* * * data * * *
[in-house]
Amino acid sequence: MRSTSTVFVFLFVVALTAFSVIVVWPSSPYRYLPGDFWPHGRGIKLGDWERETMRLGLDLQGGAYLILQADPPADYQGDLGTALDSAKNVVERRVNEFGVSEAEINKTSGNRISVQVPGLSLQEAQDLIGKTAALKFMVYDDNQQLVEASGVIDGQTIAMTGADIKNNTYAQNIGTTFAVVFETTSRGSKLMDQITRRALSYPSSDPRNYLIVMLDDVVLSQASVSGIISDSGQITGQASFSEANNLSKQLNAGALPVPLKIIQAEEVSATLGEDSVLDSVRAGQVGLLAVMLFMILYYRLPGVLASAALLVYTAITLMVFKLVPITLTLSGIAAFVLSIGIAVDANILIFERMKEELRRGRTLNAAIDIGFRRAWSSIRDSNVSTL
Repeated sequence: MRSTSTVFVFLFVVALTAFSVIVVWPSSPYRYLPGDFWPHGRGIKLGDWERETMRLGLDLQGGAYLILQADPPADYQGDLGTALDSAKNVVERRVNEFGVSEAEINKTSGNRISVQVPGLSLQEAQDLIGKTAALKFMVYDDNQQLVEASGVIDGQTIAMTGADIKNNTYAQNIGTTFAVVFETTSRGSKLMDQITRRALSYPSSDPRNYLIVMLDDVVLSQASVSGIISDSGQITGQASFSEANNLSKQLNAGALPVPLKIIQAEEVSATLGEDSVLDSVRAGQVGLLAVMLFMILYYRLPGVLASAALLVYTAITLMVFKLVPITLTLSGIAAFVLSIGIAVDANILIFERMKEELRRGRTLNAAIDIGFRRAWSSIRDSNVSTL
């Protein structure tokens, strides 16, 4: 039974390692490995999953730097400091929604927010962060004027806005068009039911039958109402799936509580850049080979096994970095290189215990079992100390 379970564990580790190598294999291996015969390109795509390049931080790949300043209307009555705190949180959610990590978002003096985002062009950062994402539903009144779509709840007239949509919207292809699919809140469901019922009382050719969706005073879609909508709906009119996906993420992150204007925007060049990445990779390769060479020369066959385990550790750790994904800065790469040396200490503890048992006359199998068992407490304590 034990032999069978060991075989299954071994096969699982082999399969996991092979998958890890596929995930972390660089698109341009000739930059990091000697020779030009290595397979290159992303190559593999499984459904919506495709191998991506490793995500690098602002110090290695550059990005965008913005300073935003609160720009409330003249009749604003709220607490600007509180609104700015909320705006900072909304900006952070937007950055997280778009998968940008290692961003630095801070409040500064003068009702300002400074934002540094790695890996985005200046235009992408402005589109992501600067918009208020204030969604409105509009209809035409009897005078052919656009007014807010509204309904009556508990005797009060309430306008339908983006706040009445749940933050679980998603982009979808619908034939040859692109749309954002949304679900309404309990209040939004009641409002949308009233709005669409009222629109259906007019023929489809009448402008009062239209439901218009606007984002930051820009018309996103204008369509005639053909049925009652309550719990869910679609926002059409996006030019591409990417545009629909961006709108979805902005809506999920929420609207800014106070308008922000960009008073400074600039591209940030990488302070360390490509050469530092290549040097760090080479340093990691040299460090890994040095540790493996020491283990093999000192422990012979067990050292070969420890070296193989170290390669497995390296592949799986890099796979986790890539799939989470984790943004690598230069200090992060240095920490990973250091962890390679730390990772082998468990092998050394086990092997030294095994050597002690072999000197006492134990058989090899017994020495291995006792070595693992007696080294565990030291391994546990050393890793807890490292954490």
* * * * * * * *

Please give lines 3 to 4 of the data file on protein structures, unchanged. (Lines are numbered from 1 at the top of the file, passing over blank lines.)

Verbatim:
Repeated sequence: MRSTSTVFVFLFVVALTAFSVIVVWPSSPYRYLPGDFWPHGRGIKLGDWERETMRLGLDLQGGAYLILQADPPADYQGDLGTALDSAKNVVERRVNEFGVSEAEINKTSGNRISVQVPGLSLQEAQDLIGKTAALKFMVYDDNQQLVEASGVIDGQTIAMTGADIKNNTYAQNIGTTFAVVFETTSRGSKLMDQITRRALSYPSSDPRNYLIVMLDDVVLSQASVSGIISDSGQITGQASFSEANNLSKQLNAGALPVPLKIIQAEEVSATLGEDSVLDSVRAGQVGLLAVMLFMILYYRLPGVLASAALLVYTAITLMVFKLVPITLTLSGIAAFVLSIGIAVDANILIFERMKEELRRGRTLNAAIDIGFRRAWSSIRDSNVSTL
């Protein structure tokens, strides 16, 4: 039974390692490995999953730097400091929604927010962060004027806005068009039911039958109402799936509580850049080979096994970095290189215990079992100390 379970564990580790190598294999291996015969390109795509390049931080790949300043209307009555705190949180959610990590978002003096985002062009950062994402539903009144779509709840007239949509919207292809699919809140469901019922009382050719969706005073879609909508709906009119996906993420992150204007925007060049990445990779390769060479020369066959385990550790750790994904800065790469040396200490503890048992006359199998068992407490304590 034990032999069978060991075989299954071994096969699982082999399969996991092979998958890890596929995930972390660089698109341009000739930059990091000697020779030009290595397979290159992303190559593999499984459904919506495709191998991506490793995500690098602002110090290695550059990005965008913005300073935003609160720009409330003249009749604003709220607490600007509180609104700015909320705006900072909304900006952070937007950055997280778009998968940008290692961003630095801070409040500064003068009702300002400074934002540094790695890996985005200046235009992408402005589109992501600067918009208020204030969604409105509009209809035409009897005078052919656009007014807010509204309904009556508990005797009060309430306008339908983006706040009445749940933050679980998603982009979808619908034939040859692109749309954002949304679900309404309990209040939004009641409002949308009233709005669409009222629109259906007019023929489809009448402008009062239209439901218009606007984002930051820009018309996103204008369509005639053909049925009652309550719990869910679609926002059409996006030019591409990417545009629909961006709108979805902005809506999920929420609207800014106070308008922000960009008073400074600039591209940030990488302070360390490509050469530092290549040097760090080479340093990691040299460090890994040095540790493996020491283990093999000192422990012979067990050292070969420890070296193989170290390669497995390296592949799986890099796979986790890539799939989470984790943004690598230069200090992060240095920490990973250091962890390679730390990772082998468990092998050394086990092997030294095994050597002690072999000197006492134990058989090899017994020495291995006792070595693992007696080294565990030291391994546990050393890793807890490292954490």